Roger Nicholson was about to send an email, but hesitated. He was staring at his laptop computer screen in an airport in Tel Aviv, Israel, trying to decide what to do. Did he really want to send this?
Nicholson had wrapped up a business trip to Israel and was waiting to take a plane back to his home in the San Francisco Bay Area when he experienced the power of Wikipedia.org to define the world — and his faith.
The e-mail was to a relative on a mission for The Church of Jesus Christ of Latter-day Saints. Nicholson argued in the e-mail that the church was true, that Mormonism is right and that Joseph Smith Jr. was a prophet. He found he was disputing things the doubting missionary had read about the LDS Church on Wikipedia.org, an online encyclopedia.
In an earlier exchange, the missionary told Nicholson that Wikipedia was reliable because the collaborative process ensures its accuracy.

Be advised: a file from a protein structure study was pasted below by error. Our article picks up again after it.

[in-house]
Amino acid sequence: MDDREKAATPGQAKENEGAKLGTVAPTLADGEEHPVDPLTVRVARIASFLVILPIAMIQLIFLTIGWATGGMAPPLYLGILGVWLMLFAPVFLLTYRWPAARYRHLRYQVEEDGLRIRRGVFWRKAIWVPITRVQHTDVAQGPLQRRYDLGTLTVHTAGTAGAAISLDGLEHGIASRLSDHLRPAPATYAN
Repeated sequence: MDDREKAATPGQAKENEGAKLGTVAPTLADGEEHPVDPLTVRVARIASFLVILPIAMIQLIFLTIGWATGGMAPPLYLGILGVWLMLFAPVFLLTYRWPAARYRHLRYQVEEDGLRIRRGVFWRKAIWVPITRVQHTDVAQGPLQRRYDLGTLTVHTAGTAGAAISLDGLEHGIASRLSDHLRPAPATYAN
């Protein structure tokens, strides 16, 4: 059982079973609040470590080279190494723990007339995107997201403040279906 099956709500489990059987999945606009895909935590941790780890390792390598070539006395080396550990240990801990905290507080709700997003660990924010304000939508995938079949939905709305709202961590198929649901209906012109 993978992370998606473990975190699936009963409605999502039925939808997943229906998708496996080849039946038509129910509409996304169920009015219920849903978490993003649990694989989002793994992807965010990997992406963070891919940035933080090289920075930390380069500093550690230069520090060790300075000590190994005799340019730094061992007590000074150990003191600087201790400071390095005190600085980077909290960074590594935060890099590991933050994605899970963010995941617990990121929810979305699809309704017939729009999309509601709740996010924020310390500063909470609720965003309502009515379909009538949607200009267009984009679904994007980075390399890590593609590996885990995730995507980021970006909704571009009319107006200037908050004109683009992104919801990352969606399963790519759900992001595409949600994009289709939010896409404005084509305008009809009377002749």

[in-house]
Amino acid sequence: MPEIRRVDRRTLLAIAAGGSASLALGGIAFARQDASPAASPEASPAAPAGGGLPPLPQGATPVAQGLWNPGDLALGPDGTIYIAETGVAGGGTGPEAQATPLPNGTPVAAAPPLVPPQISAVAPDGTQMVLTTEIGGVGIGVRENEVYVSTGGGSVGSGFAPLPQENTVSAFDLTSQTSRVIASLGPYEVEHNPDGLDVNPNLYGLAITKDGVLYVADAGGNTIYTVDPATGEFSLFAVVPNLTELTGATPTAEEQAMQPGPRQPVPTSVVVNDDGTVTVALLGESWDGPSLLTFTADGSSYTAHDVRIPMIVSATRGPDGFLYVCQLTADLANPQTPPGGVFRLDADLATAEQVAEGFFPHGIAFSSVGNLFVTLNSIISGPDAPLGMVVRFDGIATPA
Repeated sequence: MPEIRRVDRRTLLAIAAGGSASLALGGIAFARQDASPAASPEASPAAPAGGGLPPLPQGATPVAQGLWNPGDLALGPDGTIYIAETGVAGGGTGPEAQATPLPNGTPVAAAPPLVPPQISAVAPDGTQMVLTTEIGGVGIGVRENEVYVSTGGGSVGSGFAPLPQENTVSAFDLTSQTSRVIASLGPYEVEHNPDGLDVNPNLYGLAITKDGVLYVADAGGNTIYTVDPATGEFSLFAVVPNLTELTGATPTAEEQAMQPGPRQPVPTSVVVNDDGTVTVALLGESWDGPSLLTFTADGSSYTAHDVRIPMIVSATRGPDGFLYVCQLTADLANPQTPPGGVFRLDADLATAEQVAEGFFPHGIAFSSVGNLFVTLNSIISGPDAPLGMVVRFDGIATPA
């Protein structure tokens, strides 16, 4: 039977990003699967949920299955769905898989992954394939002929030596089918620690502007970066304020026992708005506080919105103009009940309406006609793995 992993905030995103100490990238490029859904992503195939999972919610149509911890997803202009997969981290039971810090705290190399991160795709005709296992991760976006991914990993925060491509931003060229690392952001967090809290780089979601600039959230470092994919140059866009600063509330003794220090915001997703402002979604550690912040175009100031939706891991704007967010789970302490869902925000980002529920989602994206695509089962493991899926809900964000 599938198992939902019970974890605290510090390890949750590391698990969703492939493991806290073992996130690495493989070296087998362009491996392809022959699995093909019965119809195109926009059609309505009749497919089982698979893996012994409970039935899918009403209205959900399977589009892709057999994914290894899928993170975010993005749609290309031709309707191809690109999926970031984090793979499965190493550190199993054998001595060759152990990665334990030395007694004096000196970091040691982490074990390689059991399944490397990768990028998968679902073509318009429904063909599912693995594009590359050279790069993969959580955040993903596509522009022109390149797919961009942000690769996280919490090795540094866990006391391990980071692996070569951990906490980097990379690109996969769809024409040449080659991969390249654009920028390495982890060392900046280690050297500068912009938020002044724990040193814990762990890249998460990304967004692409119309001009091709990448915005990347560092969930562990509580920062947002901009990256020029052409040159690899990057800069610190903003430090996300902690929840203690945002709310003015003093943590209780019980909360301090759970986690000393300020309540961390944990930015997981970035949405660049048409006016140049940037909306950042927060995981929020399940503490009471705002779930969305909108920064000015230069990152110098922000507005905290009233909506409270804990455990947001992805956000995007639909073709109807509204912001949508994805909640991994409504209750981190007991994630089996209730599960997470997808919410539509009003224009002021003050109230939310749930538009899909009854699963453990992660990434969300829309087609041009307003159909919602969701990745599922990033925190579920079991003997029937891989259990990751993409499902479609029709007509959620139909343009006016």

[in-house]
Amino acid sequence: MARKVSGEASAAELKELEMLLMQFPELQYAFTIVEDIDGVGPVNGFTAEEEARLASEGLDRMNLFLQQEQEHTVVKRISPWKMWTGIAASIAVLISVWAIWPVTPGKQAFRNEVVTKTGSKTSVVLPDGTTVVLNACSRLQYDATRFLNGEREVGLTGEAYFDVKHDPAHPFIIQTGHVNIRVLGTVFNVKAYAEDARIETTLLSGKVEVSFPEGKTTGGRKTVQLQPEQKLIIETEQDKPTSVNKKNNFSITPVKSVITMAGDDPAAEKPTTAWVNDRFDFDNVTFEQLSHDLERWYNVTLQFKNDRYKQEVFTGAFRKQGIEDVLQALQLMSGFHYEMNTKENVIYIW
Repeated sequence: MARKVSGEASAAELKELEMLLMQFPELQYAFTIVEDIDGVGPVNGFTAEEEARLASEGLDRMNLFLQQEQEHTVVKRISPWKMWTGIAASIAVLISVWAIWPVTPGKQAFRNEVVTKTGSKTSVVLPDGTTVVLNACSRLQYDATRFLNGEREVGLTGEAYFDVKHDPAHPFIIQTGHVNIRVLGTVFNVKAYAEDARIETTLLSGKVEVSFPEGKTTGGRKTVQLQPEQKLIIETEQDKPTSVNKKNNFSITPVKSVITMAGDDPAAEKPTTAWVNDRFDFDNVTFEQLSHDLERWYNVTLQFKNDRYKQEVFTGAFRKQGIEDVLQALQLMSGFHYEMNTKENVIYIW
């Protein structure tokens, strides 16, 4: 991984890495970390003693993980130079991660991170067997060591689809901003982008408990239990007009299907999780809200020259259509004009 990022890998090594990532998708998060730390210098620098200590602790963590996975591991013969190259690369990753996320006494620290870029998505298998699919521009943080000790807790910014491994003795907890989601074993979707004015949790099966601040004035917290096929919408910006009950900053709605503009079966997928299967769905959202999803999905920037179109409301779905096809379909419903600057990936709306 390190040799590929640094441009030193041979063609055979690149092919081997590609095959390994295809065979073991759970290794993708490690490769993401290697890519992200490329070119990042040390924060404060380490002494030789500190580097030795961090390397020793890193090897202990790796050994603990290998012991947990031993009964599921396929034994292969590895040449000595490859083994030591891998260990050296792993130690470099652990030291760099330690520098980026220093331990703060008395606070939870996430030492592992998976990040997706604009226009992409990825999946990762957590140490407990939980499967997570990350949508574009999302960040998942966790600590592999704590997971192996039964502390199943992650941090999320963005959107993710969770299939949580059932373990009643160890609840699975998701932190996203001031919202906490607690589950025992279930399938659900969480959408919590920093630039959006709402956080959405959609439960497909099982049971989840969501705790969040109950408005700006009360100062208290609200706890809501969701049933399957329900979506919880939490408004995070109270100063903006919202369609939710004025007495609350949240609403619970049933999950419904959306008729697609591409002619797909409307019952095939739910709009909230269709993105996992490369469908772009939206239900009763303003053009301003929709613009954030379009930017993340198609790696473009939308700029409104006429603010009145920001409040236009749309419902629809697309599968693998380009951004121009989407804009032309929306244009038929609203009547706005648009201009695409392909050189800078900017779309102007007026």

Nicholson disagreed. How could a website be accurate if anybody could change it whenever they wanted to? Somebody had to stand up to this.
He looked at the email he was about to send and made a decision.
Wikipedia could define the world — but not the way he treated others.
"I had a response and was ready to send it, but something just stopped me," Nicholson said. "I decided that I didn't want to define our relationship by contention."
But he felt something still needed to be done. If anybody could edit Wikipedia, why not him?
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